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The concept of capitalism refers to the idea that certain societies allow economic actors to rationally organize the social and financial capital at their disposal in pursuit of perpetually renewed private profits. The organizational forms actors have chosen to organize economic transactions vary, but an oft-used classification distinguishes between formal organizations, markets for the exchange of capital, goods, and services, and organization-market ”hybrids” like interorganizational networks and alliances. As these organizational forms represent the core engines of production and exchange in capitalist societies, they are typically referred to as the economic institutions of capitalism.
But although economic institutions are necessary ingredients of capitalist societies, they are not sufficient conditions to support the maintenance of a capitalist system of production. The success of economic institutions is contingent on the presence of a set of public or private arrangements for the regulation and enforcement of exchange transactions between two or more autonomous capitalist actors: the social institutions of capitalism. The conditions these social institutions ought to promote are fourfold. First, social peace, the condition in which potential conflict is diminished and in which cooperation is supported. Second, individual freedom, encompassing guarantees to at least some actors that they will have the leeway to engage in exchange agreements and co-dictate the terms of those. Third, transferable property rights, which are attached to physical commodities or services, such that they may be exchanged in the marketplace without much friction in the form of transaction costs. Fourth, enforceable contracts, instruments facilitating the making and keeping of mutual promises about future exchanges.
Whether the social institutions of capitalism referenced above should be classified as public or private depends on their position vis-a-vis the relationships they govern, as well as on the nature of the sanctions they rely on to regulate capitalist exchange. Private institutions arise within long-lasting exchange relationships between two or more capitalist actors, and serve to make those relationships self-enforcing and self-policing. Nevertheless, not all background conditions necessary for capitalist production can always be provided by such intrinsically more efficient private institutions. Social peace and individual freedom have a strong public goods character. Everyone benefits when these conditions are in place, but no single actor can produce them by individual means or even has the incentive to contribute to their advancement. Under such conditions, the rational pursuit of private objectives by self-interested individuals may produce collectively disastrous outcomes. The classical way out of the dilemma of the provision of public goods is the (partial) abdication of individual authority to public institutions. Individuals may jointly agree on certain collective limitations to their natural rights and freedoms, in return for long-run stability (social peace) and greater security that they actually get to enjoy the rights they do retain (e.g., certain forms of individual freedom). In all modern capitalist societies, these collective limitations have taken the form of the state.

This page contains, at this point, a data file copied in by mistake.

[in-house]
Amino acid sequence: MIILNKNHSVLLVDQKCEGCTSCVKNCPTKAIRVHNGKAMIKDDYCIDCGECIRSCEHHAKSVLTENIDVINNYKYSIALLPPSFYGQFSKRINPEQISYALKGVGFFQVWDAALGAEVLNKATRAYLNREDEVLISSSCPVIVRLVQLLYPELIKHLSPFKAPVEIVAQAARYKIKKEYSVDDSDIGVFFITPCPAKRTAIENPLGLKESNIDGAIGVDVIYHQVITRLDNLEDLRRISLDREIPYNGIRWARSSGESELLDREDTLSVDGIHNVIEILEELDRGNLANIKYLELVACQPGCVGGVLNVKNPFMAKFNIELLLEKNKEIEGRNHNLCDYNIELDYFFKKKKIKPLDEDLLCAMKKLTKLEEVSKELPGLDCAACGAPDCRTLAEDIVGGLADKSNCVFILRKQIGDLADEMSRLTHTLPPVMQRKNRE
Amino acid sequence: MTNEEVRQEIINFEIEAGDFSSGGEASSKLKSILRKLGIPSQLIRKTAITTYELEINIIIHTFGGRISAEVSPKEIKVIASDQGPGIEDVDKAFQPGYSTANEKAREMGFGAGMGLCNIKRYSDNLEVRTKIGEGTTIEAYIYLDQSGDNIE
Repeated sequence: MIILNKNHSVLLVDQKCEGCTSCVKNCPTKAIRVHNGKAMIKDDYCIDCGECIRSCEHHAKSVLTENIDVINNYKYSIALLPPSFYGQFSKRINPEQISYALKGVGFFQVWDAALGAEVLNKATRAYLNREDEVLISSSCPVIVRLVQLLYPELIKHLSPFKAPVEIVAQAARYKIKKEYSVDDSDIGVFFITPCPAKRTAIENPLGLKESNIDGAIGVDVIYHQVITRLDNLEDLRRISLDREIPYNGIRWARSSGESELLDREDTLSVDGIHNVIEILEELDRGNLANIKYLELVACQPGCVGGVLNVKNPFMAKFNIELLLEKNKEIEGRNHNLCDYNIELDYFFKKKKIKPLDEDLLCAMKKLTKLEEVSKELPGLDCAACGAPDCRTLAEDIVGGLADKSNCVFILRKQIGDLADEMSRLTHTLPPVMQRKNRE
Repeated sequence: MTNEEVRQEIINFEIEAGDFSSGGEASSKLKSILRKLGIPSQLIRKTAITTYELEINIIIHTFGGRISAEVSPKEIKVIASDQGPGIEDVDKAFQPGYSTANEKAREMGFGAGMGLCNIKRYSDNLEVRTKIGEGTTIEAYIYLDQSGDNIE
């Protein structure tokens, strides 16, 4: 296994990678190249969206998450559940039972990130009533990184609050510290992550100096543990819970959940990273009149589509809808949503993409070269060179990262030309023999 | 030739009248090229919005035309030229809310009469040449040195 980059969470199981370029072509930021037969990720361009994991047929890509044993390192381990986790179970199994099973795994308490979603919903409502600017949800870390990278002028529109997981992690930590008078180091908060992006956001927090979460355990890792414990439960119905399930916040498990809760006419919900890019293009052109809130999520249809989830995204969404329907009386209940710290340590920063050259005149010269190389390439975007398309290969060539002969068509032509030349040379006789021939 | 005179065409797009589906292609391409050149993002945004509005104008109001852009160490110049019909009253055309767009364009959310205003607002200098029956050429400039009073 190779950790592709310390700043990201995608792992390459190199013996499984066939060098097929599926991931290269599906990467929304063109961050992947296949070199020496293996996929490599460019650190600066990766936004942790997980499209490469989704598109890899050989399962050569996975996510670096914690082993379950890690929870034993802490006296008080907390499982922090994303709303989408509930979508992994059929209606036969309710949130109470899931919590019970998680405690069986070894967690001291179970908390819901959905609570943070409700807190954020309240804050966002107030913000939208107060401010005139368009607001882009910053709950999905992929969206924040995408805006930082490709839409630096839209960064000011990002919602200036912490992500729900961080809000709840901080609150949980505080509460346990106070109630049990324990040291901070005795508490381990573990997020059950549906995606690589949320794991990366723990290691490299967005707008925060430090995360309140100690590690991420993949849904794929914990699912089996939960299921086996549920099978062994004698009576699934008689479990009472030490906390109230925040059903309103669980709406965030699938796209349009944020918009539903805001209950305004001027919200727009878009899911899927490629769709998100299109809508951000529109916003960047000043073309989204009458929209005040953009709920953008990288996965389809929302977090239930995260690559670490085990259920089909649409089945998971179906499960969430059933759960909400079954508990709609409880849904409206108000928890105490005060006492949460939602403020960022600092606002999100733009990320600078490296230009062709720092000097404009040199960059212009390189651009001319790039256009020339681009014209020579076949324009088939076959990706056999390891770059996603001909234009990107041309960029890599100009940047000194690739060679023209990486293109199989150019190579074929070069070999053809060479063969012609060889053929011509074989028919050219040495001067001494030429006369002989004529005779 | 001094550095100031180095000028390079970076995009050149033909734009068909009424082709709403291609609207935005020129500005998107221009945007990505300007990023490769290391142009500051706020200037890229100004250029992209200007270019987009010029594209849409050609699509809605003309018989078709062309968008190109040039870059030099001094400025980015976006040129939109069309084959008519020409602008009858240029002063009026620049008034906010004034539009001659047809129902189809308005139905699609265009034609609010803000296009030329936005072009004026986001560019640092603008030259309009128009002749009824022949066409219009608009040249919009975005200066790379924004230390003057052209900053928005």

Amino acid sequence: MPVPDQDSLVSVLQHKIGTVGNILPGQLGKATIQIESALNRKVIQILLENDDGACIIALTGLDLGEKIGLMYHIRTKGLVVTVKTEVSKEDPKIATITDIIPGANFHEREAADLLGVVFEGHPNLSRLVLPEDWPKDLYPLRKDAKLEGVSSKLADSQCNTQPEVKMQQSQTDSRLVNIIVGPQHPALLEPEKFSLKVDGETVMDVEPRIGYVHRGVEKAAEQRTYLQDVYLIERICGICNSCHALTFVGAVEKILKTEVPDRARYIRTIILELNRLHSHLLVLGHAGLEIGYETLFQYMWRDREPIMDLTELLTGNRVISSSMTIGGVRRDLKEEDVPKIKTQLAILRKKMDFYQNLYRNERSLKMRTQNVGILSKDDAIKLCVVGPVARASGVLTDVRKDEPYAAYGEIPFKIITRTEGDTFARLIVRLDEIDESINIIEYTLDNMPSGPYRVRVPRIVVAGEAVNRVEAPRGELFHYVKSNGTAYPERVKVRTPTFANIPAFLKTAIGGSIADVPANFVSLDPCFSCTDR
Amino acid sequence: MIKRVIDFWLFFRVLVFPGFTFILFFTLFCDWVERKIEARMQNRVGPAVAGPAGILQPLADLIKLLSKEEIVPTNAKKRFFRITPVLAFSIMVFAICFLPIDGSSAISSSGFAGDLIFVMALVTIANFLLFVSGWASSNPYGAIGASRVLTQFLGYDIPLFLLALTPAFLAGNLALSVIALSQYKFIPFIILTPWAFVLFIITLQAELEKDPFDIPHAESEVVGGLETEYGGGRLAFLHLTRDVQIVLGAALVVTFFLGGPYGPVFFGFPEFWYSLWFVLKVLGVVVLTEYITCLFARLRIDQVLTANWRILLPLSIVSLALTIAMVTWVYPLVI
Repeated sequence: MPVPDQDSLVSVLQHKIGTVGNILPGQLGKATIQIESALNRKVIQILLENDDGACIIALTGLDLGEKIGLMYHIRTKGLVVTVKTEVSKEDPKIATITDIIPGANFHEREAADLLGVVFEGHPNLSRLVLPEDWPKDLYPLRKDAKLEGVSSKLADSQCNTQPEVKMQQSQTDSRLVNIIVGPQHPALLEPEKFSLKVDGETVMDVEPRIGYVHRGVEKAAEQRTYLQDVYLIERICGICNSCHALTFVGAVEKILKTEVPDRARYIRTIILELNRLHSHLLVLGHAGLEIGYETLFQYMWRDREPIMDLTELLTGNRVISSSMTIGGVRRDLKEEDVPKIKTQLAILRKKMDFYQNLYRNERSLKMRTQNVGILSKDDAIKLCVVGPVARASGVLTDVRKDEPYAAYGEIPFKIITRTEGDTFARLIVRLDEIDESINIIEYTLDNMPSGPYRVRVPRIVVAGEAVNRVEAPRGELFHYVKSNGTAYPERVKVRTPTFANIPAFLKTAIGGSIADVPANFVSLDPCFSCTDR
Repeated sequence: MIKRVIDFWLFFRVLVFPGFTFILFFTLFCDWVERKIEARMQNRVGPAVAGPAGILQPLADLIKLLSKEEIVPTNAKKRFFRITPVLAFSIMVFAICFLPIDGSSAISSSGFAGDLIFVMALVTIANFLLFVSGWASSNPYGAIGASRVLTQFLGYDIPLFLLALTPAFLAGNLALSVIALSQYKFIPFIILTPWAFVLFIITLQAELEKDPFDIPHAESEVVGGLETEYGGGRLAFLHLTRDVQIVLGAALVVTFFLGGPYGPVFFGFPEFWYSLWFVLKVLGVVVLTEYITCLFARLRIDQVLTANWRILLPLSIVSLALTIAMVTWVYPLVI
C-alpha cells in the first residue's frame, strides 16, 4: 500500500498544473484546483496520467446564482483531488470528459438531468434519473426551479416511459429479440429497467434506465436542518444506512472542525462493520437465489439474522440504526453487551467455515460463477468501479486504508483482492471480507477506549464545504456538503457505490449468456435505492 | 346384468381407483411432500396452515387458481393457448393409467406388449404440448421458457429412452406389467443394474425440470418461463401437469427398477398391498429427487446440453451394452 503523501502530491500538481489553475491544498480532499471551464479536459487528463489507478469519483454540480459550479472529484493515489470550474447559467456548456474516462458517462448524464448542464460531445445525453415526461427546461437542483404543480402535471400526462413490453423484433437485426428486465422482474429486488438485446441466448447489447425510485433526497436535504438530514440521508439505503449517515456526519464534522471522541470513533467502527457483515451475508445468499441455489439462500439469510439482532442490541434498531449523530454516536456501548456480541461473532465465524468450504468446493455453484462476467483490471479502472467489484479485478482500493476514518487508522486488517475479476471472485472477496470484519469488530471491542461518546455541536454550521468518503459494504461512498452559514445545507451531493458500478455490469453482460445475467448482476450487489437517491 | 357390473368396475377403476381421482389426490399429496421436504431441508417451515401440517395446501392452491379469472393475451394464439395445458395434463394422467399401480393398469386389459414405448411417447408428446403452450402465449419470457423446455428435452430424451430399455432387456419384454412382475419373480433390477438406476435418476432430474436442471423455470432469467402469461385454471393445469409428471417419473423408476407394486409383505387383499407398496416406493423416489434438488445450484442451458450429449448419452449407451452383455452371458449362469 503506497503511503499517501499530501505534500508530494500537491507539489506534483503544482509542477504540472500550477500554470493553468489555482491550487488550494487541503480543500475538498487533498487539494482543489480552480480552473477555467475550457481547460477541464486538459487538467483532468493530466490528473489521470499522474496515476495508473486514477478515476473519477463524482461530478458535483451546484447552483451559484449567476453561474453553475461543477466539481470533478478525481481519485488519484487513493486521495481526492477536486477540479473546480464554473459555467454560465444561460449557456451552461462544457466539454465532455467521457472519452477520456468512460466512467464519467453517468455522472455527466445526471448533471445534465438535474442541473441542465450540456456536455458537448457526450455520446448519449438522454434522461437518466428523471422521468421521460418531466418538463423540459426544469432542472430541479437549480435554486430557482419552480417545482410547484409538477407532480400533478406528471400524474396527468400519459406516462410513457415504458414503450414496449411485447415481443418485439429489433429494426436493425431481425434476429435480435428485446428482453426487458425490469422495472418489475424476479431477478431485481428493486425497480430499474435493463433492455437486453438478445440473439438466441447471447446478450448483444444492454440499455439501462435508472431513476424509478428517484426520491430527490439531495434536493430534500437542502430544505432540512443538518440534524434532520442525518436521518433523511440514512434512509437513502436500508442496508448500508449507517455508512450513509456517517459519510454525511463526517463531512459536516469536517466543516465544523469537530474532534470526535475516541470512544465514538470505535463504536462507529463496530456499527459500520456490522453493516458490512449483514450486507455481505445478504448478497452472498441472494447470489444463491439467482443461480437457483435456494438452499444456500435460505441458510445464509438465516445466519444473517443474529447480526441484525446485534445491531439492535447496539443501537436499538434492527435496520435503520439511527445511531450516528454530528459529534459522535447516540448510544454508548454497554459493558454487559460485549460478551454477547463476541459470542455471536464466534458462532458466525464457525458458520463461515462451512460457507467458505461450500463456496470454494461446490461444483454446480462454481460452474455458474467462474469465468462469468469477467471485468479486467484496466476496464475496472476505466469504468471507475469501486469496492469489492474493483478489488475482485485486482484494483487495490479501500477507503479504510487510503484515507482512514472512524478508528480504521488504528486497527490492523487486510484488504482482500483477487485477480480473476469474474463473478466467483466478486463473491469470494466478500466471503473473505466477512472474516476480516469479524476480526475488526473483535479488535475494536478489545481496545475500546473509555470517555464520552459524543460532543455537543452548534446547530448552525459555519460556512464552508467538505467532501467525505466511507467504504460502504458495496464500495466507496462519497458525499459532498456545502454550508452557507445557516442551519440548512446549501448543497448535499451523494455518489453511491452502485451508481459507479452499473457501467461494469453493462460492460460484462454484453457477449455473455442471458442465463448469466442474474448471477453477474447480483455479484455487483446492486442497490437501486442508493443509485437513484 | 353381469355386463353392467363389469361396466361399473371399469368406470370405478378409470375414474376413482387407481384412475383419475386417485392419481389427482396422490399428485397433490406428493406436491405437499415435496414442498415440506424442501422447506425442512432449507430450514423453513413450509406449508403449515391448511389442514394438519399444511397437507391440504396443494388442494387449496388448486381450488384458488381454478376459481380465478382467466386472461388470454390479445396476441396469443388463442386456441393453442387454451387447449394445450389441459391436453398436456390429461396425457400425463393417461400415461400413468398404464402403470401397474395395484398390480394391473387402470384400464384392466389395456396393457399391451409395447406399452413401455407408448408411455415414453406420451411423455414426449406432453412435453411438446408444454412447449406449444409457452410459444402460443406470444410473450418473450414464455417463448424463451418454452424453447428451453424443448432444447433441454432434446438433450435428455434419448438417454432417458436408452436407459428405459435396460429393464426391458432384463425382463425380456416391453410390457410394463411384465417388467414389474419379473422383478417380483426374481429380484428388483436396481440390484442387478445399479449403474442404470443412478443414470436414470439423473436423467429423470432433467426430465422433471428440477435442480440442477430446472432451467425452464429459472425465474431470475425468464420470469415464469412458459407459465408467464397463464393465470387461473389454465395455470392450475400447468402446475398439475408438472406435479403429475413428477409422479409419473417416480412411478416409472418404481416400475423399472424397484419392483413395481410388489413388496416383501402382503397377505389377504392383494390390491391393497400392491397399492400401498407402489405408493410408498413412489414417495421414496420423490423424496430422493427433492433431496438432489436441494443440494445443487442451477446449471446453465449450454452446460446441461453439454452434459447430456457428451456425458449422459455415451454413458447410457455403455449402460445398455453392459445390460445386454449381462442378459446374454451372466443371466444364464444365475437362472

The state is a versatile creature in that it can not only provide for social peace and individual freedom, but also for transferable property rights and enforceable contracts. But states are public institutions, and as such often criticized for being slow, inefficient, and breeding the bureaucratic personality. Fortunately, whereas state bureaucracy and public sector governmentality probably represent the only feasible solutions to the problem of providing social peace and individual freedom, private institutional alternatives are available for the provision of transferable property rights and enforceable contracts. These institutions include: kinship ties, clans, trust, and reputation. By stipulating and policing pro-social norms, such private institutions circumvent any resort to public institutions and may even fill the voids in case the latter are absent or deficient in a given setting.
- Heugens, P. P. M. A. R., van Oosterhout, J., & Vromen, J. J. (2004) The Social Institutions of Capitalism: Evolution and Design of Social Contracts. Edward Elgar, Cheltenham.